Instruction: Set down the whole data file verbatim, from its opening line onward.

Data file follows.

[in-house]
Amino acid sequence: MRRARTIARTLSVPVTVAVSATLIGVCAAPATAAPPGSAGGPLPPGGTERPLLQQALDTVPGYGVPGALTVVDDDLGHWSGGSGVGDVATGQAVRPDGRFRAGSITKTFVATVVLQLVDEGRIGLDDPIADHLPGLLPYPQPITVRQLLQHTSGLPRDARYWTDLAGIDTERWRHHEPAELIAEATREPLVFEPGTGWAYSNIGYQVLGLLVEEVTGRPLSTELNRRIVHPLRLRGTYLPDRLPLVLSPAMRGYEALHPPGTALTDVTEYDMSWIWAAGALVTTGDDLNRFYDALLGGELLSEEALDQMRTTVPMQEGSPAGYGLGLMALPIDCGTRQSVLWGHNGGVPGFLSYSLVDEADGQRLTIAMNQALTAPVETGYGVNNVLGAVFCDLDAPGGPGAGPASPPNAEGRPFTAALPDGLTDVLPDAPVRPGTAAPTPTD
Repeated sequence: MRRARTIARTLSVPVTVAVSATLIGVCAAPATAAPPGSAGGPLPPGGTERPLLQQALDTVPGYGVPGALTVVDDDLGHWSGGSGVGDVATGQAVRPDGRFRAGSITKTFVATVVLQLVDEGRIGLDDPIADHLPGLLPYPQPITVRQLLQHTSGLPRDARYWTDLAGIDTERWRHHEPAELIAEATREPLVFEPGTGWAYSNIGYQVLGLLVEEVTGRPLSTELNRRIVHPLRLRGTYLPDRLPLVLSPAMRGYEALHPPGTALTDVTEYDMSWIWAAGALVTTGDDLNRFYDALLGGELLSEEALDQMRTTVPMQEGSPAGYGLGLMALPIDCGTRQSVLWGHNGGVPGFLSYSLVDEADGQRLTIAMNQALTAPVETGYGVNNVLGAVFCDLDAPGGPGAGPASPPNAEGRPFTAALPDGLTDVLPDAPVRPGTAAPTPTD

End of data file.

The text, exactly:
[in-house]
Amino acid sequence: MRRARTIARTLSVPVTVAVSATLIGVCAAPATAAPPGSAGGPLPPGGTERPLLQQALDTVPGYGVPGALTVVDDDLGHWSGGSGVGDVATGQAVRPDGRFRAGSITKTFVATVVLQLVDEGRIGLDDPIADHLPGLLPYPQPITVRQLLQHTSGLPRDARYWTDLAGIDTERWRHHEPAELIAEATREPLVFEPGTGWAYSNIGYQVLGLLVEEVTGRPLSTELNRRIVHPLRLRGTYLPDRLPLVLSPAMRGYEALHPPGTALTDVTEYDMSWIWAAGALVTTGDDLNRFYDALLGGELLSEEALDQMRTTVPMQEGSPAGYGLGLMALPIDCGTRQSVLWGHNGGVPGFLSYSLVDEADGQRLTIAMNQALTAPVETGYGVNNVLGAVFCDLDAPGGPGAGPASPPNAEGRPFTAALPDGLTDVLPDAPVRPGTAAPTPTD
Repeated sequence: MRRARTIARTLSVPVTVAVSATLIGVCAAPATAAPPGSAGGPLPPGGTERPLLQQALDTVPGYGVPGALTVVDDDLGHWSGGSGVGDVATGQAVRPDGRFRAGSITKTFVATVVLQLVDEGRIGLDDPIADHLPGLLPYPQPITVRQLLQHTSGLPRDARYWTDLAGIDTERWRHHEPAELIAEATREPLVFEPGTGWAYSNIGYQVLGLLVEEVTGRPLSTELNRRIVHPLRLRGTYLPDRLPLVLSPAMRGYEALHPPGTALTDVTEYDMSWIWAAGALVTTGDDLNRFYDALLGGELLSEEALDQMRTTVPMQEGSPAGYGLGLMALPIDCGTRQSVLWGHNGGVPGFLSYSLVDEADGQRLTIAMNQALTAPVETGYGVNNVLGAVFCDLDAPGGPGAGPASPPNAEGRPFTAALPDGLTDVLPDAPVRPGTAAPTPTD